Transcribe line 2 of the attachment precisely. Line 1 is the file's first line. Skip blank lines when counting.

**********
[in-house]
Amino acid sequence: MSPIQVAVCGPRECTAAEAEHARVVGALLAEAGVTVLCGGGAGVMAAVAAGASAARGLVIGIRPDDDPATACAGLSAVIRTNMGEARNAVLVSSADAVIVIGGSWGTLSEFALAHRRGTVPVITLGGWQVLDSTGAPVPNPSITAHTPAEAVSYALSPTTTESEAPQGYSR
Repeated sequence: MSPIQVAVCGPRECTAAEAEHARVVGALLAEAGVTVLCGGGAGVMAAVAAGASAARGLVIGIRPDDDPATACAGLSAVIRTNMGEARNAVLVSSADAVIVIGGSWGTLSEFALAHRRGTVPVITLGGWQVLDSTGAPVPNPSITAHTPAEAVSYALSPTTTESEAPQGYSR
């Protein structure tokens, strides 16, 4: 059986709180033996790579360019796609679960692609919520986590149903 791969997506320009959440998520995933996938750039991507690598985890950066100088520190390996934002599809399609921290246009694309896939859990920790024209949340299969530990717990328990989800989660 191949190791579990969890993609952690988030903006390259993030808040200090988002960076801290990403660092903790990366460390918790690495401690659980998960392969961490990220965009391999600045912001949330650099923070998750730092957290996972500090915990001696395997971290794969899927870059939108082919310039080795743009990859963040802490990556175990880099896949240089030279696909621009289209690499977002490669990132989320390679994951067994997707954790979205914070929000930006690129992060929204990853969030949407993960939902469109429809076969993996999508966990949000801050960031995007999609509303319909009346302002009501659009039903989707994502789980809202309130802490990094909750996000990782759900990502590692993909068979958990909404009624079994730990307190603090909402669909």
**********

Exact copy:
Amino acid sequence: MSPIQVAVCGPRECTAAEAEHARVVGALLAEAGVTVLCGGGAGVMAAVAAGASAARGLVIGIRPDDDPATACAGLSAVIRTNMGEARNAVLVSSADAVIVIGGSWGTLSEFALAHRRGTVPVITLGGWQVLDSTGAPVPNPSITAHTPAEAVSYALSPTTTESEAPQGYSR